Best Running Shoes for Metatarsalgia in 2024


Metatarsalgia is pain or inflammation in the ball of the foot resulting from an injury to one of the metatarsal bones. It’s common for athletes who engage in high-impact sports – like running!

Foot pain of any type can make running very unpleasant. Choosing one of the best running shoes for metatarsalgia can help minimize pain and discomfort if you’re affected by the condition.

For our top pick, we recommend the Hoka Bondi 8. It features a thick layer of cushioning, an early-stage meta-rocker to assist the heel-to-toe transition, and a plush memory foam collar for step-in comfort.

Keep reading to see all of our top picks. They are all designed to help offset foot pain by easing specific pressure points with extra cushioning.

Top 3 Best and Favorites


Hoka Bondi 8


  • Shock-absorbing midsole cushioning
  • Memory foam collar
  • Early-stage meta-rocker


Altra Torin 7


  • Wide, rounded toe box
  • EGO Max foam
  • Built-in arch support


New Balance Fresh Foam 1080v12


  • Fresh Foam midsole
  • Internal heel counter
  • Grippy rubber outsole

Best Overall

1. Hoka Bondi 8

The Bondi 8 is an extremely well-cushioned shoe, making a big difference for those who suffer from metatarsalgia. The meta-rocker and stiff sole also help with the condition.

What We Like

Plenty of soft, pillow-y foam offers nice cushioning for the metatarsals. It reduces shock and increases the comfort for those who have metatarsalgia.

It has a naturally wide fit, allowing plenty of space for the toes to splay, so the forefoot doesn’t get cramped.

The mesh upper is light and airy, keeping your feet cool as you run and providing space for the toes to move freely. A plush ankle collar and tongue give the Bondis a nice step-in feel.

EVA foam in the midsole has been designed to provide excellent arch support, which keeps your joints aligned and distributes pressure evenly across the foot.

There’s also an early-stage meta-rocker, which reduces foot fatigue as it encourages an easy roll through your heel-to-toe transition.

You’ll also find a hard-wearing outsole with added rubber in high-wear areas.

However, you should note that the high stack height may feel unstable if you aren’t used to it. And while all the cushioning feels excellent, it lacks responsiveness compared to other running shoes.

Why We Like It

This shoe offers more than enough cushioning in the forefoot, excellent arch support, and a plush feeling all-round. It’s ideal for those with metatarsalgia who want a comfortable shoe for easy runs.

What’s New

There are only minor differences between the Hoka Bondi 7 and the 8. These include a change in the heel design, cushioned tongue, and a new type of foam in the midsole.


  • Thick layer of shock-absorbing midsole cushioning
  • Memory foam collar provides step-in comfort and secure fit
  • Early-stage meta-rocker lets you easily roll through transitions
  • Extra rubber in high-wear areas


  • The high stack height may take some time to get used to

Top Runner-Up

2. Brooks Ghost 15

The Brooks Ghost 15 is an all-around running shoe, perfect for casual to advanced runners who want a soft, comfortable ride with enough cushioning for runners with metatarsalgia.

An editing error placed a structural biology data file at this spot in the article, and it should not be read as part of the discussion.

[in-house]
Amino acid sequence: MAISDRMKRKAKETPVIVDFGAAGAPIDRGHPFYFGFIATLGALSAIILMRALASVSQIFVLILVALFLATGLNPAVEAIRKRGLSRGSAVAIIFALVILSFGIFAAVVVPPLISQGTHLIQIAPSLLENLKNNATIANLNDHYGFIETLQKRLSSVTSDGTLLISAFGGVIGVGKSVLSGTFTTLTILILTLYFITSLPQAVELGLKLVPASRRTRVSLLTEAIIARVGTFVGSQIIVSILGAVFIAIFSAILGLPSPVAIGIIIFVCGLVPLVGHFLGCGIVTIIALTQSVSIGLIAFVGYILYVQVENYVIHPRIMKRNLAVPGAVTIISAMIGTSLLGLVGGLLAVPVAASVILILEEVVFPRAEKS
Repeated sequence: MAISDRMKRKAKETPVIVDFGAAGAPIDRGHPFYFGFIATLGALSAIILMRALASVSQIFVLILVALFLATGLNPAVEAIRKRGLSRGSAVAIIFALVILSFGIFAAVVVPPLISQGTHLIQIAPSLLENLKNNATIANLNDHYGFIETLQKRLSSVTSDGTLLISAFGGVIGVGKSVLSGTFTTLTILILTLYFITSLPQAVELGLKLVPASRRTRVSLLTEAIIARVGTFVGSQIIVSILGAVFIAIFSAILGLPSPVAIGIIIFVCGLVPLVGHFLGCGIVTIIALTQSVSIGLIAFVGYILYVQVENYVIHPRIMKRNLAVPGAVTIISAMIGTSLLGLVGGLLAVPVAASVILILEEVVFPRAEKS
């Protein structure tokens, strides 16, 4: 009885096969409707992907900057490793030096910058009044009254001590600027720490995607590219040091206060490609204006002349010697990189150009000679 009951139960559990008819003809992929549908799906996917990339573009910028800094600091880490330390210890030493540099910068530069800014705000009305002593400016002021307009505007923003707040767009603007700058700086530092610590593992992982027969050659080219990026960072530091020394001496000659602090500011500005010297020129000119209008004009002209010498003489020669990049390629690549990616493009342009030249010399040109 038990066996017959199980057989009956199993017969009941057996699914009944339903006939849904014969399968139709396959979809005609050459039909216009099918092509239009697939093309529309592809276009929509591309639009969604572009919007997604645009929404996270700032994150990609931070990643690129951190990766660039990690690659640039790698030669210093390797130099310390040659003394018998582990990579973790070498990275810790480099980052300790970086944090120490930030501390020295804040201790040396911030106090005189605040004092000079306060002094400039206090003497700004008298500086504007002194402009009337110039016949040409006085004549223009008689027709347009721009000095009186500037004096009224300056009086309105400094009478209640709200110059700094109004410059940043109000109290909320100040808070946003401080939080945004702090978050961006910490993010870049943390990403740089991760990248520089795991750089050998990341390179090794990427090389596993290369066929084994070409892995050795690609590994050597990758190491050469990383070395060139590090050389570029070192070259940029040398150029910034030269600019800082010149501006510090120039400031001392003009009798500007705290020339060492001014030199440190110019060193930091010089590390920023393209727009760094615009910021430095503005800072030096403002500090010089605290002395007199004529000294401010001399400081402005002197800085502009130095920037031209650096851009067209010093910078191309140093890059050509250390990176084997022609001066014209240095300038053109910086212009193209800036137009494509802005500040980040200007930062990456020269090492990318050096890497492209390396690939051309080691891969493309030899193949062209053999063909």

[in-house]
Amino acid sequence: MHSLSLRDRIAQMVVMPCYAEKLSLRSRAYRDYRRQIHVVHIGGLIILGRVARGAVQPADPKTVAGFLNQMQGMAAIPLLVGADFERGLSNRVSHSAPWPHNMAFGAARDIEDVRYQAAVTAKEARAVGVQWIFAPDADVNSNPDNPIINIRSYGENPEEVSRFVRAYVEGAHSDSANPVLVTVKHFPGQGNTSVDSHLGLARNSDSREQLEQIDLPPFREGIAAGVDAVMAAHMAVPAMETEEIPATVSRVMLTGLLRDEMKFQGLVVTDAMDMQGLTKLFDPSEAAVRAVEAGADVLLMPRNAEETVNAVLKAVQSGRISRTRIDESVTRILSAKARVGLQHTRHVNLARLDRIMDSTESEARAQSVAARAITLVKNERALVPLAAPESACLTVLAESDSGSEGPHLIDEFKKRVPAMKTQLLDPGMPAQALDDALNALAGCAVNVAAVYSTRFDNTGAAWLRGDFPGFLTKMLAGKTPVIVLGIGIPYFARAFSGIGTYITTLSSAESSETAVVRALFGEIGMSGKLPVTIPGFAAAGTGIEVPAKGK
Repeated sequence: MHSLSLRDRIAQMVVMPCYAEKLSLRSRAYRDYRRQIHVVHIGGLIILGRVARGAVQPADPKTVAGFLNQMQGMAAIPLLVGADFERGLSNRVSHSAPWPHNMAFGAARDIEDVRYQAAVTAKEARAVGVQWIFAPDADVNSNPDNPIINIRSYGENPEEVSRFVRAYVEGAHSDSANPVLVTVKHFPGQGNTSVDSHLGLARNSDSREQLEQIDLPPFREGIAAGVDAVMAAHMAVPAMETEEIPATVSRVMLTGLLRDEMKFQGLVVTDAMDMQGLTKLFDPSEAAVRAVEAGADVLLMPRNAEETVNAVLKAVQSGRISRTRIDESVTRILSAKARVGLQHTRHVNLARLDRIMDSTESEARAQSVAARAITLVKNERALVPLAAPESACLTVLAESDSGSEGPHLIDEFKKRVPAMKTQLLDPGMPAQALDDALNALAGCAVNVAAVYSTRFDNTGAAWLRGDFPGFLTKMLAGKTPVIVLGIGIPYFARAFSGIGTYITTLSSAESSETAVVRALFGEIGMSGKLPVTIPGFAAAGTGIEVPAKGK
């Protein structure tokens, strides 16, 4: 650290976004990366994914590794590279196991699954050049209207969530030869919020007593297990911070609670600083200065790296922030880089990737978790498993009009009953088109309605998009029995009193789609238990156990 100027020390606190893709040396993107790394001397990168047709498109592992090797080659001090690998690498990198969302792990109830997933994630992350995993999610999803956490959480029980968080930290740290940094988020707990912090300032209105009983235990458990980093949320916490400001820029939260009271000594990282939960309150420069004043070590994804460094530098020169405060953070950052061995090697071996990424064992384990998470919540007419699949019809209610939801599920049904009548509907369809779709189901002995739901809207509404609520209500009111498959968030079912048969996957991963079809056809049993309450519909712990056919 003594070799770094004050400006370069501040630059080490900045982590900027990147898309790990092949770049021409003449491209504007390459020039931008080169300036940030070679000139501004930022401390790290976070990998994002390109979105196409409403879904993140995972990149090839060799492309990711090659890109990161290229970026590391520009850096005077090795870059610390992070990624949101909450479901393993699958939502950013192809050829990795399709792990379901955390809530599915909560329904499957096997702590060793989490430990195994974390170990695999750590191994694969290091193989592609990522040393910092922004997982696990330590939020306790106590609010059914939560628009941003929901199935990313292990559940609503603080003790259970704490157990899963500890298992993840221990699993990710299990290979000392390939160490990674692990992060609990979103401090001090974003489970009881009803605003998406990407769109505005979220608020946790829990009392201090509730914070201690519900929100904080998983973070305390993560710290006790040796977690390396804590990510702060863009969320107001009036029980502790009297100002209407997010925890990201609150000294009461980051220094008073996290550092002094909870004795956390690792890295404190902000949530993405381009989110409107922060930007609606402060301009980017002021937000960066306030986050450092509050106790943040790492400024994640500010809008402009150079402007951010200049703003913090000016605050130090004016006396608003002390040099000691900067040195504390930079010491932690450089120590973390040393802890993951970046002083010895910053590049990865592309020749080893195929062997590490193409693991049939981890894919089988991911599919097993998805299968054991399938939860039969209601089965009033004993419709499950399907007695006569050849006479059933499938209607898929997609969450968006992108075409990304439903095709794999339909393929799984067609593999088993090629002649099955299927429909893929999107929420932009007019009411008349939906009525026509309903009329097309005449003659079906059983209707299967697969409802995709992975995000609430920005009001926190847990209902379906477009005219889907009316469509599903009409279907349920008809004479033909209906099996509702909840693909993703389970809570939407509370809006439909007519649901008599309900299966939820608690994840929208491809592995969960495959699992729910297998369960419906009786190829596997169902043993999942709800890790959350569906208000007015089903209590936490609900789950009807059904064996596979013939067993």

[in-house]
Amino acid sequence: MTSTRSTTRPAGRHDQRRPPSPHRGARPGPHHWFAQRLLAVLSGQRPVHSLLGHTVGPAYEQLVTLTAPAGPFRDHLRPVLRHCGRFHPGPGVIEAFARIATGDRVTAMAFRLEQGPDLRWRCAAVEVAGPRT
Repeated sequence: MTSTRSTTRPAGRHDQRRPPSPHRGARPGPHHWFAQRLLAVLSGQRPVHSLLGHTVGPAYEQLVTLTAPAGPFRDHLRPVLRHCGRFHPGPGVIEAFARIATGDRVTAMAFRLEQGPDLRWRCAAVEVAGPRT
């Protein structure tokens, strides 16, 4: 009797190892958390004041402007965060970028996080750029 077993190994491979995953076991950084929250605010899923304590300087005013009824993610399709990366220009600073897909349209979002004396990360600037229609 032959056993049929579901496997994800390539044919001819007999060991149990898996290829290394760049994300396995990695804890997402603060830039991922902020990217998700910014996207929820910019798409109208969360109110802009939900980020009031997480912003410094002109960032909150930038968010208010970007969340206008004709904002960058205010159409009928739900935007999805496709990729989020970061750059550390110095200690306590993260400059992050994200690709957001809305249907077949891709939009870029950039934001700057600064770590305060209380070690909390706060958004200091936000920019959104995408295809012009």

What We Like

The Ghost 15 uses cloud-like DNA Loft foam in the midsole to provide excellent cushioning for the whole foot. This includes the forefoot cushioning that absorbs impact and protects the metatarsals.

This foam also provides good energy return, offering a springy feeling during toe-off.

There is also a noticeably high arch in the midsole of this shoe, which provides excellent support and reduces strain on the forefoot.

To help you make the most of the midsole, the stretchy mesh upper works with a traditional lacing system to lock your feet into the shoe.

A durable rubber outsole features a Segmented Crash Pad in the forefoot, adding some impact protection and allowing for flexibility on the toe-off.

Blown rubber underfoot provides excellent traction on many different surfaces.

Why We Like It

The Brooks Ghost 15 delivers an exceptionally soft ride, protecting the forefoot from excessive pounding on the road. It’s an excellent daily running shoe for runners with metatarsalgia.

What’s New

The fit on the Ghost 15 has improved with an updated lacing system and a slightly modified upper. The midsole also now consists entirely of DNA Loft foam, removing the BioMoGo featured in the Ghost 14.


  • Stretchy, mesh upper hugs your foot
  • Great blend of cushioning and stability
  • Provides a responsive and springy feel during toe-off
  • Durable rubber outsole offers excellent traction on a variety of surfaces


  • The fit may be too wide for runners with narrow feet

Best Wide Toe Box

3. Altra Torin 7

The Altra range of shoes has a naturally wide toe box, making them ideal for those who need space in the forefoot while still having a comfortable fit in the midfoot and heel.

What We Like

The Altra Torin 7 has an especially wide and foot-shaped toe box, which allows your toes space to splay and the metatarsals to spread out comfortably.

It also has a zero-drop platform, meaning your heel and toes are the same height. For runners with metatarsalgia, it means there is less pressure on the forefoot.